Commitments and contingencies
|12 Months Ended|
Sep. 30, 2022
|Commitments and Contingencies Disclosure [Abstract]|
|Commitments And Contingencies||COMMITMENTS AND CONTINGENCIES
Certain contracts require us to provide a surety bond as a guarantee of performance. As of September 30, 2022, we had performance bond commitments totaling $19.0 million. These bonds are typically renewed annually and remain in place until the contractual obligations are satisfied. Although the triggering events vary from contract to contract, in general, we would only be liable for the amount of these guarantees in the event of default in our performance of our obligations under each contract, the probability of which we believe is remote.
We are subject to audits, investigations, and reviews relating to compliance with the laws and regulations that govern our role as a contractor to agencies and departments of federal, state, local, and foreign governments, and otherwise in connection with performing services in countries outside of the U.S. Adverse findings could lead to criminal, civil, or administrative proceedings, and we could be faced with penalties, fines, suspension, or debarment. Adverse findings could also have a material adverse effect on us because of our reliance on government contracts. We are subject to periodic audits by federal, state, local, and foreign governments for taxes. We are also involved in various claims, arbitrations, and lawsuits arising in the normal conduct of our business. These include but are not limited to bid protests, employment matters, contractual disputes, and charges before administrative agencies. Although we can give no assurance, based upon our evaluation and taking into account the advice of legal counsel, we do not believe that the outcome of any existing matter would likely have a material adverse effect on our consolidated financial position, results of operations, or cash flows.
We evaluate, on a regular basis, developments in our litigation matters and establish or make adjustments to our accruals as appropriate. A liability is accrued if a loss is probable and the amount of such loss can be reasonably estimated. If the risk of loss is probable, but the amount cannot be reasonably estimated, or the risk of loss is only reasonably possible, a liability is not accrued. Due to the inherent uncertainty in the outcome of litigation, our estimates and assessments may prove to be incomplete or inaccurate and could be impacted by unanticipated events and circumstances, adverse outcomes or other future determinations.
Arizona Medicaid claims
From 2004 through 2009, we had a contract with the Arizona Health Care Cost Containment System (AHCCCS) in support of the state’s school-based Medicaid claims. We entered into separate agreements with the local school districts under which we assisted the districts with preparing and submitting claims to AHCCCS which, in turn, submitted claims for reimbursement to the Centers for Medicare and Medicaid Services (CMS).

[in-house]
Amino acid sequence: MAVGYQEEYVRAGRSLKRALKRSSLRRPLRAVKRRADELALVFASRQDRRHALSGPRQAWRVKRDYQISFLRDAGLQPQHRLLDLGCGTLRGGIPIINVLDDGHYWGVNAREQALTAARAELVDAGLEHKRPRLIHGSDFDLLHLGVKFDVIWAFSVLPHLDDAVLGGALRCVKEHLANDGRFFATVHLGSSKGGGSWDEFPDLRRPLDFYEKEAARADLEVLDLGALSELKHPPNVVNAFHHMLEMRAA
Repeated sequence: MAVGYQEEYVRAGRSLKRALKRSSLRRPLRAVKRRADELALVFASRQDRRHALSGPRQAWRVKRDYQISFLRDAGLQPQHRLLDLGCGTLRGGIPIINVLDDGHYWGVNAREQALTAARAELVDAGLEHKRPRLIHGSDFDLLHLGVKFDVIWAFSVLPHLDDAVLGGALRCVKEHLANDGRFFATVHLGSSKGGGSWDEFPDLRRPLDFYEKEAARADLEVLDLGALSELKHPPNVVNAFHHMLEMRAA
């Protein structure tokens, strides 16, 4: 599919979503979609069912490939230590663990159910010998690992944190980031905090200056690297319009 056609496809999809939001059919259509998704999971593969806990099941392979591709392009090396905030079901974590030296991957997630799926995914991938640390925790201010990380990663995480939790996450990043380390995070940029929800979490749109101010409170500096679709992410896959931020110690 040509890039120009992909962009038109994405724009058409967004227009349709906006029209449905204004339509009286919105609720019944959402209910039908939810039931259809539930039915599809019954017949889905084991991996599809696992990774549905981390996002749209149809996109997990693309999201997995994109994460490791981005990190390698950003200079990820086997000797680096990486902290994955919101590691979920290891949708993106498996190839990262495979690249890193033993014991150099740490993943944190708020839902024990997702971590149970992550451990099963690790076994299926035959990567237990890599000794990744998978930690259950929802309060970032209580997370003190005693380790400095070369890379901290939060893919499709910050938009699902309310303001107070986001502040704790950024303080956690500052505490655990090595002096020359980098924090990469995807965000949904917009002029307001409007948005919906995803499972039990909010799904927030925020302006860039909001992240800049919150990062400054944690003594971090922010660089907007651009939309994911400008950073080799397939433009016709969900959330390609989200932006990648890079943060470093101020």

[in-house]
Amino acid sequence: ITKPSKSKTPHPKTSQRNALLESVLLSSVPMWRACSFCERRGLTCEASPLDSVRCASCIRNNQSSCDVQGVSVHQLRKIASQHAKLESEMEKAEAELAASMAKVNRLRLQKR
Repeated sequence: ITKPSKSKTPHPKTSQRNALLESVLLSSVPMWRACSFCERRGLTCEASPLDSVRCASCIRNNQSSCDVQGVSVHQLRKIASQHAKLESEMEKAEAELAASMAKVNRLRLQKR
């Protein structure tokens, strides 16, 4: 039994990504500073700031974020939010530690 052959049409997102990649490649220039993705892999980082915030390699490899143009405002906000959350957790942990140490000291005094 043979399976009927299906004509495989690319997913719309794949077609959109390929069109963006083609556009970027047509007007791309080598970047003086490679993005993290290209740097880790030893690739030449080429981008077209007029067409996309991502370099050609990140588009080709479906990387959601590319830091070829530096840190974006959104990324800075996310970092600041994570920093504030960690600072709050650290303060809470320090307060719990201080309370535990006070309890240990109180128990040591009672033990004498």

CMS subsequently asserted two disallowances against AHCCCS. AHCCCS contested the first disallowance and ultimately settled that claim with CMS. The second disallowance of approximately $19.9 million is still being contested by AHCCCS in court. AHCCCS previously had asserted that its agreement with us requires us to reimburse AHCCCS for the amounts owed to CMS and, on October 18, 2022, AHCCCS sued Maximus pertaining to the first disallowance - Snyder v. Maximus, Case No. CV2022-053302, Superior Court for the County of Maricopa. AHCCCS is seeking damages from us of $5.4 million. Also, AHCCCS previously indicated its intention to seek reimbursement from us for the second disallowance if its court challenge is unsuccessful.
Our agreements with the school districts require them to reimburse us for such amounts, and therefore we believe the school districts are responsible for any amounts that ultimately must be refunded to CMS beyond the fees we were paid. Although we believe we have valid defenses to the claims asserted, we have accrued a contingent liability based upon our best estimate of the potential outcome. We exited the federal healthcare-claiming business in 2009 and no longer provide the services at issue in this matter.
The entire disclosure for commitments and contingencies.
Reference 1: http://fasb.org/us-gaap/role/ref/legacyRef